Day 1: Took my first monthly dose of osteoporosis medication as recommended by my doctor. I always obey the medical community when told to take drugs. Perhaps one day they’ll demand I take LSD and I can see what all the fuss was about in the 60’s.
Day 2: I can actually walk. The last osteoporosis medication I took turned me into a cripple within six hours so I’m so grateful I don’t have to crawl to my car and have a complete stranger carry me into the doctor’s office. How lucky am I?
Day 3: I can still walk. Yippee!! But I’m having severe chest pains. “Heart attack,” my co-worker says and off she goes to refill her coffee cup and off I go to the ER. After waiting five hours, I’m told it’s just a reaction to the medication. “Too bad it’ll stay in your system a month or longer,” the ER doc says with a chuckle and hands me a prescription for muscle relaxers.
Day 4: I check the list of side effects from the osteoporosis medication and yup, pains in your chest rank up there with side effects you need to contact your doctor about. Others such as flu-like symptoms, heartburn, complete lack of energy, memory loss, shoplifting, flirting with strangers and shouting obscenities aren’t as serious and don’t need medical attention (according to the insert).
Day 5: Muscle relaxers relieve the chest pain but I’m so weak I can barely move so I stay home from work. All I see on TV are ads for osteoporosis meds. Especially the one with the famous Oscar winning actress whose show on ABC I’m now boycotting.
Day 9: I call my doctor and tell him this osteoporosis stuff is doing me in. It takes forty-five minutes to walk from the bedroom to the kitchen and our house is only 1,000 square feet. He says it’s important to regain some of my bone loss and even though I can barely move, it’s necessary to take the drug. “If you fall you’ll break your hips,” he says. Since I’m barely able to move I’m not sure that’s possible.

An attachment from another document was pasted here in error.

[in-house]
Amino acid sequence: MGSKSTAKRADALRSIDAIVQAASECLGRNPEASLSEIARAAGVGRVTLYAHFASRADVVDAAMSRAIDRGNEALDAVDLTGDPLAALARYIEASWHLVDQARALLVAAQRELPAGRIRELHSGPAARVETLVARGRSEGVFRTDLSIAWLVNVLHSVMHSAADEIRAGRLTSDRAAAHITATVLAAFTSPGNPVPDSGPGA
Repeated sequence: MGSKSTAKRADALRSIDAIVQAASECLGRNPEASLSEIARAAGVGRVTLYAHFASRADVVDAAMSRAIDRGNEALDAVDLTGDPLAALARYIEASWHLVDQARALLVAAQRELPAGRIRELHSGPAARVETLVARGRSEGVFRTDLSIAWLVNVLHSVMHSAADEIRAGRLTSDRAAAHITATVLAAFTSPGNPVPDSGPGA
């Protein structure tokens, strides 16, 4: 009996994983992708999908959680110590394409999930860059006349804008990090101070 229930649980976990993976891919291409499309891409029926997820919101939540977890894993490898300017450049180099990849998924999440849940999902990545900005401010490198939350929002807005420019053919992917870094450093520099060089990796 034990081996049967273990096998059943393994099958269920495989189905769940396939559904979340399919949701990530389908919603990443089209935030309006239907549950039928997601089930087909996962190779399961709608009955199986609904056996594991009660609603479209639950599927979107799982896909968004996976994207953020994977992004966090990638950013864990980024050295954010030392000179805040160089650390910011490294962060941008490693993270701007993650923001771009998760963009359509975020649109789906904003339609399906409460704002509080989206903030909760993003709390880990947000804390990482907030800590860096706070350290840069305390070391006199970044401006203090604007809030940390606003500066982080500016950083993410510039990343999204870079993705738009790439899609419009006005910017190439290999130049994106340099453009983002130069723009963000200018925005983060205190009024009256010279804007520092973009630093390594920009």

Day 10: There she is again on TV preaching the osteoporosis cure all. “I doubt she really takes that stuff,” my husband says. I concur. “You like me, you really like me,” is what she’s saying all the way to the bank.
Day 11: I get a call from a nurse at my doctor’s office. They care, they really care. “The doctor wants you to try another medication.” “No way,” I say. “Don’t worry”, she says.”This one’s side effects don’t include lack of energy, heartburn, shoplifting, flirting or swearing, just blood clots,” she tells me. I call her a *%#! and hang up.
Day 13: That nurse calls again and in a sweet, syrupy tone expresses concern that I’ll fall and break my hips if I take no action. I tell her she has a sexy voice and hang up.
Day 15: Been working half days. Instead of hello, I get: You’re walking weird, did you have a stroke and can I have your printer when you’re gone.
Day 17: Still no energy but I have this urge to shop til I drop.
Day 20: No appetite because of the severe heartburn but I’ve lost twelve pounds. Great stuff if you need a quick weight loss program. Just don’t expect to include any movement with this weight loss program.
Day 23: I’ve decided to accept and embrace my brittle bones but not too strongly or they’ll break.
Day 26: Watched that show with the famous Oscar winning actress because when it boils down to it, I like her, I really like her.
Day 27: So out of it, I don’t see the cat. I trip and fall right on my… hip. EEEK! What is she doing on the floor anyway? I can actually get up and what the heck is going on… my hip ISN’T shattered in little pieces.
Day 28: Still no broken bones and it took only 15 minutes to walk from the bedroom to the kitchen.
Day 30: Ate two pieces of bread all day, instead of one. Getting my appetite back!
Day 33: I go shopping and return home with lots of items but no bags or receipts. Oh well! It’s been over a month. I feel fantastic. Bones are intact. Just not sure why there are two policemen at my front door.